Is Sustainability still Sustainable? – State of the World 2013 Report
Discovered this book at the weekend on Kindle Cloud – the title intrigued me as it is common with a lot of thoughts of my own at the moment.
The first sentence of the first paragraph of chapter 1 really resonates with a lot of conversations that are happening in the property industry in Australia at the moment “We live today in an age of sustainababble, a cacophonous profusion of uses of the word sustainable to mean anything from environmentally better to cool”.
Indeed! I am only about 3 pages into the book and I know I am already going to love it.
The authors talk about the first use of the word sustainable in the Brundtland Commission in the late 1980s where it was used to with the following definition “meets the needs of the present without compromising the ability of future generations to meet their own needs” and was used in trying to define such complex issues such as Sustainable Development.
And then, bam, end of the first page “By the turn of the millennium, however, the terms gained a life of their own – with no assurance that is was based on the Commission’s definition.”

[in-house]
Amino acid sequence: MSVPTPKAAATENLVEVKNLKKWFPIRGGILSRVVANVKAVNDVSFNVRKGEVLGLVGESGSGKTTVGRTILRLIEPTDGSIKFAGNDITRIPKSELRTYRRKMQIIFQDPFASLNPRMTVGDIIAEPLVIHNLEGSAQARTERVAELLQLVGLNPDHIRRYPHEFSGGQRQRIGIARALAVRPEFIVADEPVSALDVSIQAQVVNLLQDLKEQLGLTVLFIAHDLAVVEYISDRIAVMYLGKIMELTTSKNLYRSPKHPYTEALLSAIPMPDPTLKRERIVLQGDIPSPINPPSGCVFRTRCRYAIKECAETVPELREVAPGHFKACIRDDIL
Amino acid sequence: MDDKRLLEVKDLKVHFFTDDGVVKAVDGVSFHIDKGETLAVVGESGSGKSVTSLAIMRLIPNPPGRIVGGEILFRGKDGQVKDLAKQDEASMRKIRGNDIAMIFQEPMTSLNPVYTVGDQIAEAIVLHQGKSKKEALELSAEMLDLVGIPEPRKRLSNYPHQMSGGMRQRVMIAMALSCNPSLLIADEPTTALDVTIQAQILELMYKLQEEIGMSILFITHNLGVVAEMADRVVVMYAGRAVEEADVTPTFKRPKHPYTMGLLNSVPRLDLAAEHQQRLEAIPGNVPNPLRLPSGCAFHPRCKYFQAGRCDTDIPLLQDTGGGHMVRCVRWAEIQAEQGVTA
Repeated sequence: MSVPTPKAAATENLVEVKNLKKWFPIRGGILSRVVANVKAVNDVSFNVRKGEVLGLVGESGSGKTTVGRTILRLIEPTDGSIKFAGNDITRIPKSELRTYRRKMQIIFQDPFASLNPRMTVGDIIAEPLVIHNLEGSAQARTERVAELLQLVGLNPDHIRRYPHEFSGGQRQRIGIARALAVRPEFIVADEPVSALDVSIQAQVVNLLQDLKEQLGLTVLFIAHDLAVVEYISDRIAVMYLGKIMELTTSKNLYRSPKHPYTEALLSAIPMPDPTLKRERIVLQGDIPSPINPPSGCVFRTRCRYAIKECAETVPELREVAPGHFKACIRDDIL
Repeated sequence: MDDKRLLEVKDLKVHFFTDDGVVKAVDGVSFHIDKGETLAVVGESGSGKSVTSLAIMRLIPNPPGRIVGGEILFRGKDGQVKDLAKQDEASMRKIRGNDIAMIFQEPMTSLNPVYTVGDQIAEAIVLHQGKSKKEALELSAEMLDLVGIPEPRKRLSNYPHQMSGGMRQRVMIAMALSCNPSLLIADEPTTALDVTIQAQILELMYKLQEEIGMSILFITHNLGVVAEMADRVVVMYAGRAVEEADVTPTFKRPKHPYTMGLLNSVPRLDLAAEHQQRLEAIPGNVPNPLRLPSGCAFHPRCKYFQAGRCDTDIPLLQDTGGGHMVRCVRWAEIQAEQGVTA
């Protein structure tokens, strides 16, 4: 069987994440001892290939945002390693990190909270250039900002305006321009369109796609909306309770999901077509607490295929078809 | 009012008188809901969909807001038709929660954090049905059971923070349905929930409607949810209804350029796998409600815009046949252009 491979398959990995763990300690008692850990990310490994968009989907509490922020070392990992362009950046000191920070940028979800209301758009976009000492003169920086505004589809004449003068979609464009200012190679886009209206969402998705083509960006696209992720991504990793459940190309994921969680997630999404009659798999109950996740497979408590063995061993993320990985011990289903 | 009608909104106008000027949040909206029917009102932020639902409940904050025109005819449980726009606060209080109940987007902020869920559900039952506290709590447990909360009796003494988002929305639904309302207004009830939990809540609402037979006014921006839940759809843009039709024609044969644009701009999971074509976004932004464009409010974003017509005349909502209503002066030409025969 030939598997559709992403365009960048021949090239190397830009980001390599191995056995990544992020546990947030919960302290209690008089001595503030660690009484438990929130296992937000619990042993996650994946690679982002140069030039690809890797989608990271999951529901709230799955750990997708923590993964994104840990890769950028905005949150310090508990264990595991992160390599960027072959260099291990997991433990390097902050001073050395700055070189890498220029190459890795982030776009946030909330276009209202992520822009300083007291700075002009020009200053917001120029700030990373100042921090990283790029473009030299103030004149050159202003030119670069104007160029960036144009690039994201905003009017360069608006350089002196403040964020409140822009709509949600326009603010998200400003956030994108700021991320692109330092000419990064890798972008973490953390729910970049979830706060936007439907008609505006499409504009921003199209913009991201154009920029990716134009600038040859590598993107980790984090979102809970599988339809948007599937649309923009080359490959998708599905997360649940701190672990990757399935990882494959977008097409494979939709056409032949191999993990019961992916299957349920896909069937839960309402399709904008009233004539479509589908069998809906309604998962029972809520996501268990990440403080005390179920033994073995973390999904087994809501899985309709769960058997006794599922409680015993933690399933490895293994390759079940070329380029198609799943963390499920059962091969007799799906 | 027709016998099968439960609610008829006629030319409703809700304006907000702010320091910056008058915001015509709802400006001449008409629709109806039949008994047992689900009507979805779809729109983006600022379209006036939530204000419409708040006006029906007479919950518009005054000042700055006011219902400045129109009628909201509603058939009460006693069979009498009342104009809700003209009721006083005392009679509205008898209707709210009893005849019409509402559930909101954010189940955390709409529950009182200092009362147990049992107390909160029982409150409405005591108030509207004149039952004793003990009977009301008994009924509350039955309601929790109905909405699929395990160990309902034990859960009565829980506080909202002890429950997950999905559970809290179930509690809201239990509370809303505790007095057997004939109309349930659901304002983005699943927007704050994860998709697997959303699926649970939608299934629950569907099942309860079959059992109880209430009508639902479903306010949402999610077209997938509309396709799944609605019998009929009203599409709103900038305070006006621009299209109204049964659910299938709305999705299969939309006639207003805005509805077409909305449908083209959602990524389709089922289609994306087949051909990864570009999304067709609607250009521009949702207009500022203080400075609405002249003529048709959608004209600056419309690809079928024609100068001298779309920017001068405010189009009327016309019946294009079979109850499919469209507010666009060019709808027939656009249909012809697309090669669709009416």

And then “Through increasingly frequent vernacular use, it seemed, the word sustainable became a synonym for the equally vague and unquantifiable adjective green, suggesting some undefined environmental value, as in green growth or green jobs.”
I am definitely going to love this book – “no assurance”, “undefined environmental value”, “vague and unquantifiable”.
And “in recent years (sustainability) has morphed from its original meaning into something like ‘a little better for the environment that the alternative’ “.
Or the other common phrase I hear used in Australia a bit – ‘sustainability is about sustaining our unsustainability’.
So I will continue reading with much interest and no doubt inspiration to post more about the book. Its going to be revealing!
One question for all those of us involved in sustainable buildings – Can you assure that the building you are designing or constructing meets the original definition of sustainable in the Brundtland Commission? A reminder – “meets the needs of the present without compromising the ability of future generations to meet their own needs”.